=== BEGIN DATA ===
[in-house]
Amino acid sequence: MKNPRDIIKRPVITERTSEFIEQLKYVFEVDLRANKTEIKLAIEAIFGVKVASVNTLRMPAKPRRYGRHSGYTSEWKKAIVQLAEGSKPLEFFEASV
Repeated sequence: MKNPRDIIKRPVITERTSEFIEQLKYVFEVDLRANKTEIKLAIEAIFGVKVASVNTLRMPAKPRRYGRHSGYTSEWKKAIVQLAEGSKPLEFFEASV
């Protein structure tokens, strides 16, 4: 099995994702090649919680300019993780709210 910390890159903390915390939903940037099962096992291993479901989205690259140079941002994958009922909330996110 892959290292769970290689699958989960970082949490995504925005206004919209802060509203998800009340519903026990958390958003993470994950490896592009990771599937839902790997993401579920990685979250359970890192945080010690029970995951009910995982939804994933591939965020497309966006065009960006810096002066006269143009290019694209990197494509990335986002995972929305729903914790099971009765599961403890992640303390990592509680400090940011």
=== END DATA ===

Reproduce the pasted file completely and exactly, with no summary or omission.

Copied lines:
[in-house]
Amino acid sequence: MKNPRDIIKRPVITERTSEFIEQLKYVFEVDLRANKTEIKLAIEAIFGVKVASVNTLRMPAKPRRYGRHSGYTSEWKKAIVQLAEGSKPLEFFEASV
Repeated sequence: MKNPRDIIKRPVITERTSEFIEQLKYVFEVDLRANKTEIKLAIEAIFGVKVASVNTLRMPAKPRRYGRHSGYTSEWKKAIVQLAEGSKPLEFFEASV
């Protein structure tokens, strides 16, 4: 099995994702090649919680300019993780709210 910390890159903390915390939903940037099962096992291993479901989205690259140079941002994958009922909330996110 892959290292769970290689699958989960970082949490995504925005206004919209802060509203998800009340519903026990958390958003993470994950490896592009990771599937839902790997993401579920990685979250359970890192945080010690029970995951009910995982939804994933591939965020497309966006065009960006810096002066006269143009290019694209990197494509990335986002995972929305729903914790099971009765599961403890992640303390990592509680400090940011």